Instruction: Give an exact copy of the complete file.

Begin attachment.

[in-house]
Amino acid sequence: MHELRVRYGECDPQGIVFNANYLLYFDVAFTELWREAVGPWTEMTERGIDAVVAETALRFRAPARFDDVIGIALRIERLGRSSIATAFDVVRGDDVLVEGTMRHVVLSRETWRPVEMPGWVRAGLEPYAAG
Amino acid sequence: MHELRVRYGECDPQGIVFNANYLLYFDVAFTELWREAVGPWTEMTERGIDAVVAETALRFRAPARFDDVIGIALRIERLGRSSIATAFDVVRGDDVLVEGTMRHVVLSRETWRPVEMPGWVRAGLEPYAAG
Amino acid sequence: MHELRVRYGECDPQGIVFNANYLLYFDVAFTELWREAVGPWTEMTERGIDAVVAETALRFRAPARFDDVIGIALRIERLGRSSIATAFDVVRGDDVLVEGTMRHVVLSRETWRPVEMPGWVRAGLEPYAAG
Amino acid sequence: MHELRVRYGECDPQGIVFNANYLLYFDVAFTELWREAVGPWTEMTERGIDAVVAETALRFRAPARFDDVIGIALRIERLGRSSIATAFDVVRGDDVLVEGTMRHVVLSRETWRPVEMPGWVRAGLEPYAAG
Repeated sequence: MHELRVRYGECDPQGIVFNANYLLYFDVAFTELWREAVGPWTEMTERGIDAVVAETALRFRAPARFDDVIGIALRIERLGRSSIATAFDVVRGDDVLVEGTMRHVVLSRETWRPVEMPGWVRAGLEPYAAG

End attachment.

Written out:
[in-house]
Amino acid sequence: MHELRVRYGECDPQGIVFNANYLLYFDVAFTELWREAVGPWTEMTERGIDAVVAETALRFRAPARFDDVIGIALRIERLGRSSIATAFDVVRGDDVLVEGTMRHVVLSRETWRPVEMPGWVRAGLEPYAAG
Amino acid sequence: MHELRVRYGECDPQGIVFNANYLLYFDVAFTELWREAVGPWTEMTERGIDAVVAETALRFRAPARFDDVIGIALRIERLGRSSIATAFDVVRGDDVLVEGTMRHVVLSRETWRPVEMPGWVRAGLEPYAAG
Amino acid sequence: MHELRVRYGECDPQGIVFNANYLLYFDVAFTELWREAVGPWTEMTERGIDAVVAETALRFRAPARFDDVIGIALRIERLGRSSIATAFDVVRGDDVLVEGTMRHVVLSRETWRPVEMPGWVRAGLEPYAAG
Amino acid sequence: MHELRVRYGECDPQGIVFNANYLLYFDVAFTELWREAVGPWTEMTERGIDAVVAETALRFRAPARFDDVIGIALRIERLGRSSIATAFDVVRGDDVLVEGTMRHVVLSRETWRPVEMPGWVRAGLEPYAAG
Repeated sequence: MHELRVRYGECDPQGIVFNANYLLYFDVAFTELWREAVGPWTEMTERGIDAVVAETALRFRAPARFDDVIGIALRIERLGRSSIATAFDVVRGDDVLVEGTMRHVVLSRETWRPVEMPGWVRAGLEPYAAG